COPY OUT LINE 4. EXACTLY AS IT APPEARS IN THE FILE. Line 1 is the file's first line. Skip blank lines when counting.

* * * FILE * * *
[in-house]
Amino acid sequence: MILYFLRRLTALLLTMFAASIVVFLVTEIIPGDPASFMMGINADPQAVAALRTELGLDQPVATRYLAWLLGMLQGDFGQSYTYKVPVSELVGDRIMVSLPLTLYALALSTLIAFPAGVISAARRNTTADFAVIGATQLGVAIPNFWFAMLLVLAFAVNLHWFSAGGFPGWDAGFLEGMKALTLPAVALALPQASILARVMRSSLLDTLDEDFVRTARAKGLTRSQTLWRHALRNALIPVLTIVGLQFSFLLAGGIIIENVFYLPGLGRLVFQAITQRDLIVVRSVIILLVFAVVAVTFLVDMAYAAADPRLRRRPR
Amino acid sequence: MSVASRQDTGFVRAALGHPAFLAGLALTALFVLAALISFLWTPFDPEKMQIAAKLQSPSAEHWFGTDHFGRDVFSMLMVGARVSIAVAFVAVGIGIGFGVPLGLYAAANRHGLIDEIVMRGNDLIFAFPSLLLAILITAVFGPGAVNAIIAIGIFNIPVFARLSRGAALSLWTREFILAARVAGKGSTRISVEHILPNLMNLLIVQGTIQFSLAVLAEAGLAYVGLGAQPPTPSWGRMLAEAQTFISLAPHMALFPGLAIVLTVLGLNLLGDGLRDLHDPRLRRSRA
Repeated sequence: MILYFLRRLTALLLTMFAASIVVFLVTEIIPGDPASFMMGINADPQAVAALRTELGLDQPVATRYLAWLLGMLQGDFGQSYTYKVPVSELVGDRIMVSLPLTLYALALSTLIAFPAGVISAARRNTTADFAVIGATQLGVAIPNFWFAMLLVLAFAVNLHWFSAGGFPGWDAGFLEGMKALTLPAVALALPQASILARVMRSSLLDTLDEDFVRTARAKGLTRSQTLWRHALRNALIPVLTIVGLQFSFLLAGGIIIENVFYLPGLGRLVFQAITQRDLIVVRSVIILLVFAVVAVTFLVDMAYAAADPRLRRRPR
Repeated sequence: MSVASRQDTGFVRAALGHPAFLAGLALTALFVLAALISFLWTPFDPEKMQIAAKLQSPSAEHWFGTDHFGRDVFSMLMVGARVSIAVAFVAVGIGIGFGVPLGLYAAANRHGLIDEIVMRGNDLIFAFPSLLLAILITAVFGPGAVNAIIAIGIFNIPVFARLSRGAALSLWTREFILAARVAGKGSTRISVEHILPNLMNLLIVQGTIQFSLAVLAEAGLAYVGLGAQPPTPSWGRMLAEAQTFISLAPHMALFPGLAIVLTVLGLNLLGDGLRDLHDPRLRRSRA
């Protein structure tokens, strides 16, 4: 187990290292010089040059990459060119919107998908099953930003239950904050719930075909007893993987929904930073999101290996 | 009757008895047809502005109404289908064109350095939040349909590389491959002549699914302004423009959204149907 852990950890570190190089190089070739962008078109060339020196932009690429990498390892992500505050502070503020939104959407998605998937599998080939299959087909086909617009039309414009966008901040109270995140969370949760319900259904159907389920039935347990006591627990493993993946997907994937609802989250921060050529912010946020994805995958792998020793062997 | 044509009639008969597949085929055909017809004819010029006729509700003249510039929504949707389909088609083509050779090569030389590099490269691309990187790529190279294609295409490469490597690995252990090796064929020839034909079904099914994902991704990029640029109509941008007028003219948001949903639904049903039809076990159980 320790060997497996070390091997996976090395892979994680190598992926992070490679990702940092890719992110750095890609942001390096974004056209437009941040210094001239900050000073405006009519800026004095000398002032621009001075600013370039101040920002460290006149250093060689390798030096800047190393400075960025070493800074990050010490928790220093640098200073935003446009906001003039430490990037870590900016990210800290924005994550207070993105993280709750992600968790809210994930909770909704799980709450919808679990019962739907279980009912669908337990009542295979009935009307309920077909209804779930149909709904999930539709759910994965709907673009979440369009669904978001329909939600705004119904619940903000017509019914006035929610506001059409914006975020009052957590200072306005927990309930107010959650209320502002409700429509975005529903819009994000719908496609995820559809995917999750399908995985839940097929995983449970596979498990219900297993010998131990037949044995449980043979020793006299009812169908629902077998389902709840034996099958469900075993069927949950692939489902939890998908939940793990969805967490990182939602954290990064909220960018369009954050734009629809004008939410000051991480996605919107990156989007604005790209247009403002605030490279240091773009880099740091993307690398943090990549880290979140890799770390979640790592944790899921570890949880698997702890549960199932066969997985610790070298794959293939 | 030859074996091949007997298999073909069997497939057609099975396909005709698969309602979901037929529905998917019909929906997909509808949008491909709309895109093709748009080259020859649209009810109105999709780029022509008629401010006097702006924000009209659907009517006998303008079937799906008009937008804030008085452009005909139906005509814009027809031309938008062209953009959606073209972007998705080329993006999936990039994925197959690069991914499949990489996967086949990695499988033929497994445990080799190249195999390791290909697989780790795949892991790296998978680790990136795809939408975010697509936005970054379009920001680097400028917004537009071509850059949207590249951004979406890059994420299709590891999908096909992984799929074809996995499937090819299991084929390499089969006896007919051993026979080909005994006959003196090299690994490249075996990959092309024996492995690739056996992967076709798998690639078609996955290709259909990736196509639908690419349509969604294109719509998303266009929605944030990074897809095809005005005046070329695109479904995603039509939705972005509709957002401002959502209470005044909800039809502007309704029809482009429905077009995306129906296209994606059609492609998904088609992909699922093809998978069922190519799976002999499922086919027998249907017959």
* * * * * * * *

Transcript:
Repeated sequence: MILYFLRRLTALLLTMFAASIVVFLVTEIIPGDPASFMMGINADPQAVAALRTELGLDQPVATRYLAWLLGMLQGDFGQSYTYKVPVSELVGDRIMVSLPLTLYALALSTLIAFPAGVISAARRNTTADFAVIGATQLGVAIPNFWFAMLLVLAFAVNLHWFSAGGFPGWDAGFLEGMKALTLPAVALALPQASILARVMRSSLLDTLDEDFVRTARAKGLTRSQTLWRHALRNALIPVLTIVGLQFSFLLAGGIIIENVFYLPGLGRLVFQAITQRDLIVVRSVIILLVFAVVAVTFLVDMAYAAADPRLRRRPR